The Cenotaph on Whitehall has been the focus of national remembrance acitivities, including the 2 minute silence on Remembrance Sunday, since it was first erected in 1919. But interestingly it was originally just a temporary memorial, constructed from painted wood. However, the design proved so popular with the public that it was replaced the following year by a near identical copy, built from portland stone.
These photographs, from the collection of the Imperial War Museum, show the Cenotaph in use through the Twentieth Century.
In this photograph taken on 11 November 1920, the oak coffin containing the body of the unknown warrior passes the Cenotaph on route to Westminster Abbey.
The stone Cenotaph was then unveiled by King George V.
This next photograph, taken between the First and Second World Wars, shows people placing wreaths at the Cenotaph.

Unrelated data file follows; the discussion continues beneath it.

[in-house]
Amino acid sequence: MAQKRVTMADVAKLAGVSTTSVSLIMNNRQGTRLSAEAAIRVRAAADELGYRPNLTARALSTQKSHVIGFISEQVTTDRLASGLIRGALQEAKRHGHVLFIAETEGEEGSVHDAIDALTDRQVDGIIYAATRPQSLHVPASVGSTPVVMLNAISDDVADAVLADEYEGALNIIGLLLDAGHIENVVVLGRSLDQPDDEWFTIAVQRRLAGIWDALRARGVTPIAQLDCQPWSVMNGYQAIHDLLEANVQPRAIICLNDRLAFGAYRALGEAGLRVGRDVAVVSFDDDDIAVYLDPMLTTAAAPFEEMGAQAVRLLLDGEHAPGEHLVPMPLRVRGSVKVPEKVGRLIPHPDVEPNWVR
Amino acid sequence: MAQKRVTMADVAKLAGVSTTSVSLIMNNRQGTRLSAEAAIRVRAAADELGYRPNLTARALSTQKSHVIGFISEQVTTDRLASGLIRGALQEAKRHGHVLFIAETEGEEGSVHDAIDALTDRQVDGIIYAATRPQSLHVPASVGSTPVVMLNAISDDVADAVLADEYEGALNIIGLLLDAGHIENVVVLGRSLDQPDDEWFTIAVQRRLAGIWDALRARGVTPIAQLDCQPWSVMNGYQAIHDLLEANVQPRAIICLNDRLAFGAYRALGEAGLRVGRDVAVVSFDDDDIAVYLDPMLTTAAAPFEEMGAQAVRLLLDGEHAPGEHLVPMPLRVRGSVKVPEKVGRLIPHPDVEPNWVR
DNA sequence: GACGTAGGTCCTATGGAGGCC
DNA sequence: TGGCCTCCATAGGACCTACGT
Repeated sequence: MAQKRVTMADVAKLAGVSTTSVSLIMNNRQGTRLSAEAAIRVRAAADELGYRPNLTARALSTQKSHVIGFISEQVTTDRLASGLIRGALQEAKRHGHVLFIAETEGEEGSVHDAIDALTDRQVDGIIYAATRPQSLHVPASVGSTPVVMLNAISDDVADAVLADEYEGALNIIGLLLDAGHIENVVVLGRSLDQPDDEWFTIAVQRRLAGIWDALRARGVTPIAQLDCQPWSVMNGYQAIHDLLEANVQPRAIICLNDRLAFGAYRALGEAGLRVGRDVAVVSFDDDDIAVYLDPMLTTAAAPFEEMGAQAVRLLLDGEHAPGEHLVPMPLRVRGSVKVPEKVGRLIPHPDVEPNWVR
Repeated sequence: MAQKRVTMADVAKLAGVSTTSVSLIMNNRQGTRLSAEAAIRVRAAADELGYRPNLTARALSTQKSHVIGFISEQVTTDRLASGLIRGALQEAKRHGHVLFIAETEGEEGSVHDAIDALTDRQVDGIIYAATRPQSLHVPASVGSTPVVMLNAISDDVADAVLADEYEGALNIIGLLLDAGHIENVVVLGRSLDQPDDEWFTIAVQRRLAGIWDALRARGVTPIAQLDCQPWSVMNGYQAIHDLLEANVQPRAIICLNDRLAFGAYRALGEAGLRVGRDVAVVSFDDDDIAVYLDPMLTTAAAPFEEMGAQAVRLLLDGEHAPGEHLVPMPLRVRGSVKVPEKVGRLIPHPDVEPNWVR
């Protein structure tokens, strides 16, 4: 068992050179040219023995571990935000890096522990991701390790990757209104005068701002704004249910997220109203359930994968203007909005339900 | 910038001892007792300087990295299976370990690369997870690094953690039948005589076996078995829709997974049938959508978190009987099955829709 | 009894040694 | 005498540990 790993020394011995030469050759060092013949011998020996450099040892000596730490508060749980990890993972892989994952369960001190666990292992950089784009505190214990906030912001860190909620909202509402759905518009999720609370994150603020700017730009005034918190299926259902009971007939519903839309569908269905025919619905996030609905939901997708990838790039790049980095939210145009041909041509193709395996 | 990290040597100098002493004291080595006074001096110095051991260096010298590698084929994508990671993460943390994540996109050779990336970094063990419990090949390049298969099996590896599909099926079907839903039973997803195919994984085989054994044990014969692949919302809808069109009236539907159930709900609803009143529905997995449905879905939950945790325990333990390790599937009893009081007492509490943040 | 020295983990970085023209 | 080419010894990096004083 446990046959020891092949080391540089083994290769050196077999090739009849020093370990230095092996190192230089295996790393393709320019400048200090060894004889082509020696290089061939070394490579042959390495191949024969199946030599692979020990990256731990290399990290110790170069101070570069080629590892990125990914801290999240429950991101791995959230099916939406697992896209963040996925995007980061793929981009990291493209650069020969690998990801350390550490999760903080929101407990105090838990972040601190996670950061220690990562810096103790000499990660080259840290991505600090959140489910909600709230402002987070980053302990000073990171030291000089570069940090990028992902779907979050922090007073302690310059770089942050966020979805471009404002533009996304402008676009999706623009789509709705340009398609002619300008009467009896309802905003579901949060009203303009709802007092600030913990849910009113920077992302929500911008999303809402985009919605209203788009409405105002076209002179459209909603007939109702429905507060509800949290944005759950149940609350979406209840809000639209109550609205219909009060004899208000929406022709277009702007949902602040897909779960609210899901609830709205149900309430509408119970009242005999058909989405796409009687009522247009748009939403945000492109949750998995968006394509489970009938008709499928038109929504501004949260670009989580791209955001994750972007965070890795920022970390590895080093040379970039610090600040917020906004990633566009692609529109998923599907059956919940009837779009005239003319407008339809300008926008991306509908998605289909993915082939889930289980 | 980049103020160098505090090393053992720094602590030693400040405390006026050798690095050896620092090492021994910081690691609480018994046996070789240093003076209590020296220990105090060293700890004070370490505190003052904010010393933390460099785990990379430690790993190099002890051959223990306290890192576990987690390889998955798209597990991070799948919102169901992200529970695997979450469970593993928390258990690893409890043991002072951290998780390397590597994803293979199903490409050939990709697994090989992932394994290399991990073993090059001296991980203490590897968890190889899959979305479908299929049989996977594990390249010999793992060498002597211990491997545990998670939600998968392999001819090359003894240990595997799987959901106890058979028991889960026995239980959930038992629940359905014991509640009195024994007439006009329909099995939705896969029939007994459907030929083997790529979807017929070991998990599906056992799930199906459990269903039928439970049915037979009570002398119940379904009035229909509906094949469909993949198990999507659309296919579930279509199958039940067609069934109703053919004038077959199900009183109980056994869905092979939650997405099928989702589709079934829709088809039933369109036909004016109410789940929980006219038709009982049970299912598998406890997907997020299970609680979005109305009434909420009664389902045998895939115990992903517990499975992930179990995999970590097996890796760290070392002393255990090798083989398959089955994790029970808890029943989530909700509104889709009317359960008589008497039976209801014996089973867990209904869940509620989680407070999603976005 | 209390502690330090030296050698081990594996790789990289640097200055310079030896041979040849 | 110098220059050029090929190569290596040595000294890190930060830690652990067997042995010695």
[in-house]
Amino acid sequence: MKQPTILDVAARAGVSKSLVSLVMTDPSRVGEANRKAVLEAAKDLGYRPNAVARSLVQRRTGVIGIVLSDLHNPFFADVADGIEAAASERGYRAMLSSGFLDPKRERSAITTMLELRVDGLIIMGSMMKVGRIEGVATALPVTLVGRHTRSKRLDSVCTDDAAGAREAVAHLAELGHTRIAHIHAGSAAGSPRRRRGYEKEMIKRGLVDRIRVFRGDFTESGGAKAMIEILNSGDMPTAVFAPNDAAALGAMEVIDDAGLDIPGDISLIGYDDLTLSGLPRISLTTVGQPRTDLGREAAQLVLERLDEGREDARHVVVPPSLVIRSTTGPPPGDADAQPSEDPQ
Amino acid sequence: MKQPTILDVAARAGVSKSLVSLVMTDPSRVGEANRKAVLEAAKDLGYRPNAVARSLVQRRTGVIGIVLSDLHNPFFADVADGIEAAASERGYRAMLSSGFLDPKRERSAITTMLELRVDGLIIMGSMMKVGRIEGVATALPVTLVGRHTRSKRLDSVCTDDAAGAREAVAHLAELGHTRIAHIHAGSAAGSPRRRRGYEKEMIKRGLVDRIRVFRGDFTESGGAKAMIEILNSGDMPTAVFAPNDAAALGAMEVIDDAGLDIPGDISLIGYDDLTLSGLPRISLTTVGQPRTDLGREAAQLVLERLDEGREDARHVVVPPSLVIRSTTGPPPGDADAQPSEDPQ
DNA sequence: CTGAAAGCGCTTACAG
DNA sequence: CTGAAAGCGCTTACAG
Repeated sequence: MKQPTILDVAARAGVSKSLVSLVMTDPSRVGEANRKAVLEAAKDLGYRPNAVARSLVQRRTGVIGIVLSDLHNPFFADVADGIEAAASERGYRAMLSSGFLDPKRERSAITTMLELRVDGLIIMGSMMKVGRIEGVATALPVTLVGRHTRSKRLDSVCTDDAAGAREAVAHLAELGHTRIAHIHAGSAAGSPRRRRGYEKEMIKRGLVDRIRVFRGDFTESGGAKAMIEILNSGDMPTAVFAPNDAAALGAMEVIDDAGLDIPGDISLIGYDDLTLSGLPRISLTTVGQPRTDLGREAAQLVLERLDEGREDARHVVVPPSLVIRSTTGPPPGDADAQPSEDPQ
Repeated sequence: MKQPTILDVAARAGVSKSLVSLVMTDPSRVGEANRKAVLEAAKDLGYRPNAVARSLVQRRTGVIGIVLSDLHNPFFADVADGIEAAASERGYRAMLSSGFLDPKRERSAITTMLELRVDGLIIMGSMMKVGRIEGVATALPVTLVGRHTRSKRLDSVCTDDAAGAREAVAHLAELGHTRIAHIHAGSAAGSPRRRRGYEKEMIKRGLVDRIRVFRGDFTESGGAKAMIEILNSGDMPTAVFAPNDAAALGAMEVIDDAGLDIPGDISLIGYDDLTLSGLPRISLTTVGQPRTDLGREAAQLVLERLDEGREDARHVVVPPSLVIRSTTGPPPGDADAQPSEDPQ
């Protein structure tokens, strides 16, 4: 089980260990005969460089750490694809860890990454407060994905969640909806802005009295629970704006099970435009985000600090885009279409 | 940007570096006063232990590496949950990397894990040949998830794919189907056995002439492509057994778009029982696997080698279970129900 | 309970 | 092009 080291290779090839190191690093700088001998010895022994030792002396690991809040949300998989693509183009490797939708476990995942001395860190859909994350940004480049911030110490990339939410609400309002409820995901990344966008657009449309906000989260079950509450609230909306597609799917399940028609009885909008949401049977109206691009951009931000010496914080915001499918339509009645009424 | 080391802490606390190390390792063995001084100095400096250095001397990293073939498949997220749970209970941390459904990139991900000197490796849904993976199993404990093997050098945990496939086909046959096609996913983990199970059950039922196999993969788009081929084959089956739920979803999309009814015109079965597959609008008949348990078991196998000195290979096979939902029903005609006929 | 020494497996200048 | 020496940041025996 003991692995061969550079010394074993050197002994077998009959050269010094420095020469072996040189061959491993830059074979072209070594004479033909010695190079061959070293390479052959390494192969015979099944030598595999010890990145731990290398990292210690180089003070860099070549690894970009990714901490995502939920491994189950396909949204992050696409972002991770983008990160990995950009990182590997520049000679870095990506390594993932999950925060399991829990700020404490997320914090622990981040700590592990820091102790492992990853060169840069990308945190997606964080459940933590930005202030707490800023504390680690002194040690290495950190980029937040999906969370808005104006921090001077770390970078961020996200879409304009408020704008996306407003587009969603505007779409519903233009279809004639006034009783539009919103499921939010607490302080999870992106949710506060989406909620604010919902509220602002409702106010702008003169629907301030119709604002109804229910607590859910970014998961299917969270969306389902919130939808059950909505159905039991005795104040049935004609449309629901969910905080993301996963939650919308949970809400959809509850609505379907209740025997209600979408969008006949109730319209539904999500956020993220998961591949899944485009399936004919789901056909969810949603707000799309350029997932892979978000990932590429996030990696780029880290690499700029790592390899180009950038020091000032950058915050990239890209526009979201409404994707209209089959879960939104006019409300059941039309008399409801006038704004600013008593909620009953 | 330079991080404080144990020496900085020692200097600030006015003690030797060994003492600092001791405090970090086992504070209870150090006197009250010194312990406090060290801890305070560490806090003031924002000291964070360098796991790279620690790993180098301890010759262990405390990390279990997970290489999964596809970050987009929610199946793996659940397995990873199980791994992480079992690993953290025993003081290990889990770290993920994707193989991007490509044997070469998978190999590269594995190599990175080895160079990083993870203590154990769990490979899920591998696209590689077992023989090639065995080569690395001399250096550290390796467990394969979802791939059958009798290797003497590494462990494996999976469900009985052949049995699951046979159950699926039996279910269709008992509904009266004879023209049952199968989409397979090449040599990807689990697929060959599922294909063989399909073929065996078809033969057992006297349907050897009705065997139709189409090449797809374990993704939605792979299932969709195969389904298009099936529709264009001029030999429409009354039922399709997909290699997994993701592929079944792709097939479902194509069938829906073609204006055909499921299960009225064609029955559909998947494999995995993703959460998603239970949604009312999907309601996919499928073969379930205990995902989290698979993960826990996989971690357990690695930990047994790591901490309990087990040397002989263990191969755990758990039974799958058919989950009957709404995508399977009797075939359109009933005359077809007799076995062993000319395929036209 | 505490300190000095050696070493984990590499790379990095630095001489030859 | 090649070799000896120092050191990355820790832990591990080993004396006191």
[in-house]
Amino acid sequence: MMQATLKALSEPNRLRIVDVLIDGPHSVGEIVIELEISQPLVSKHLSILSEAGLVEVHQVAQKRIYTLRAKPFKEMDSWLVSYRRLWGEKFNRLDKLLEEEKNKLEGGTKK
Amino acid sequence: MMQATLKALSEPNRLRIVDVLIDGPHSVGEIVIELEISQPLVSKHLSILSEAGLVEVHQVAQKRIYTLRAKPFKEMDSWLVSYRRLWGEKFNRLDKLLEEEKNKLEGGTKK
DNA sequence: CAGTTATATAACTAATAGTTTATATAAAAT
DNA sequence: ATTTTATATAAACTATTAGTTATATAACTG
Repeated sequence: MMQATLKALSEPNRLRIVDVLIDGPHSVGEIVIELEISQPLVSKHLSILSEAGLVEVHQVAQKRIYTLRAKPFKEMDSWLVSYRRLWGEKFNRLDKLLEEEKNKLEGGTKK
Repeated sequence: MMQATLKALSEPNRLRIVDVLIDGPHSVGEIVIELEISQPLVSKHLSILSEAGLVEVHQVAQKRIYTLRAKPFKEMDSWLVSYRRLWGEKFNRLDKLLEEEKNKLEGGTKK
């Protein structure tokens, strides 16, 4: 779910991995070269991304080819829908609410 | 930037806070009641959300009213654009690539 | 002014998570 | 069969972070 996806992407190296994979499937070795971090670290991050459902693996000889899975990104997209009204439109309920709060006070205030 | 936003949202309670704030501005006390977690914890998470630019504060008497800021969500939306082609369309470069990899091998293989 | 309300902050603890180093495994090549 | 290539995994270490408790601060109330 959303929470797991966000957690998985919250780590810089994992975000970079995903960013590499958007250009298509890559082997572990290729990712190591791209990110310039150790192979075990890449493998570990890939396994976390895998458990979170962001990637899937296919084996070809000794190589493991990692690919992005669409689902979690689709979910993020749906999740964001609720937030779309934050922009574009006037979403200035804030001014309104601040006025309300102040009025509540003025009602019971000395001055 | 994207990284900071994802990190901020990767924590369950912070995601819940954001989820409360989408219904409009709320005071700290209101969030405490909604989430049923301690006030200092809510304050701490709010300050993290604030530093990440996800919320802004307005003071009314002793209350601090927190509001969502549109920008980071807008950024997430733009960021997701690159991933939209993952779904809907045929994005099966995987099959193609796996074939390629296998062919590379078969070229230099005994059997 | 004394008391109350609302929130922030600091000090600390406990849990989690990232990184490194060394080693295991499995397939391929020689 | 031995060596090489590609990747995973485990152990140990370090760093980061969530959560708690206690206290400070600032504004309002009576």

After the Cenotaph was unveiled in 1920, the queues of people waiting to pay their respects stretched for seven miles. Large numbers of wreaths continued to be laid at the Cenotaph throughout the 1920s and 30s.
Old and faded wreaths were removed by the Office of Works, but this had to be completed by 9am as the public became upset and complained if they saw wreaths being taken away. It became the custom for men to raise their hats as they passed by.
The architect, Sir Edwin Lutyens, had intended the flags to be carved from portland stone and dyed, as he later included on some other memorials he designed. However, he was over-ruled by the government and real flags are used to this day.
In this last photo from 8 May 1945, huge crowds gather in Whitehall around the Cenotaph to listen to Churchill’s Victory speech and to celebrate Victory in Europe Day.
The dates MCMXXXIX and MCMXLV were added to the Cenotaph in 1946.